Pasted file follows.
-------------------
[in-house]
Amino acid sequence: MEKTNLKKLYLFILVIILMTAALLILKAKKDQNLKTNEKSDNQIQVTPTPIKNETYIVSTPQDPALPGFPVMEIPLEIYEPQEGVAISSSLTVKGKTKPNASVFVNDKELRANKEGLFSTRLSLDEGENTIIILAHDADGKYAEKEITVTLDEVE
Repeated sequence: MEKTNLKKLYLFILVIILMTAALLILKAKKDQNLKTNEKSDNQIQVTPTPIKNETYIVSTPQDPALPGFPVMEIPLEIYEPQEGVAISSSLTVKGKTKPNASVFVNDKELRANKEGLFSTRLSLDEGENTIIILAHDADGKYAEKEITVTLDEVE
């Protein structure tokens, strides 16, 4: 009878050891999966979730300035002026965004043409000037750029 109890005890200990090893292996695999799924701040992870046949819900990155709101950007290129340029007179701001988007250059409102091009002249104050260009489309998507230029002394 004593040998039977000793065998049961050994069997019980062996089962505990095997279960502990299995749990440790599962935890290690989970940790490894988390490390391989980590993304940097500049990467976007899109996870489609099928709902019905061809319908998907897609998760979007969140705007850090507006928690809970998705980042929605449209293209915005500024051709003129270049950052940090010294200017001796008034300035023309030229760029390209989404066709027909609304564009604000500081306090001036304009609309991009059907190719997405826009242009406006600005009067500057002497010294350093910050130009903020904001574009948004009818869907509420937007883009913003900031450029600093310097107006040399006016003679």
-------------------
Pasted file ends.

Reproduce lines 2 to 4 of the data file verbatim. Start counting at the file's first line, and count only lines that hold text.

Amino acid sequence: MEKTNLKKLYLFILVIILMTAALLILKAKKDQNLKTNEKSDNQIQVTPTPIKNETYIVSTPQDPALPGFPVMEIPLEIYEPQEGVAISSSLTVKGKTKPNASVFVNDKELRANKEGLFSTRLSLDEGENTIIILAHDADGKYAEKEITVTLDEVE
Repeated sequence: MEKTNLKKLYLFILVIILMTAALLILKAKKDQNLKTNEKSDNQIQVTPTPIKNETYIVSTPQDPALPGFPVMEIPLEIYEPQEGVAISSSLTVKGKTKPNASVFVNDKELRANKEGLFSTRLSLDEGENTIIILAHDADGKYAEKEITVTLDEVE
């Protein structure tokens, strides 16, 4: 009878050891999966979730300035002026965004043409000037750029 109890005890200990090893292996695999799924701040992870046949819900990155709101950007290129340029007179701001988007250059409102091009002249104050260009489309998507230029002394 004593040998039977000793065998049961050994069997019980062996089962505990095997279960502990299995749990440790599962935890290690989970940790490894988390490390391989980590993304940097500049990467976007899109996870489609099928709902019905061809319908998907897609998760979007969140705007850090507006928690809970998705980042929605449209293209915005500024051709003129270049950052940090010294200017001796008034300035023309030229760029390209989404066709027909609304564009604000500081306090001036304009609309991009059907190719997405826009242009406006600005009067500057002497010294350093910050130009903020904001574009948004009818869907509420937007883009913003900031450029600093310097107006040399006016003679």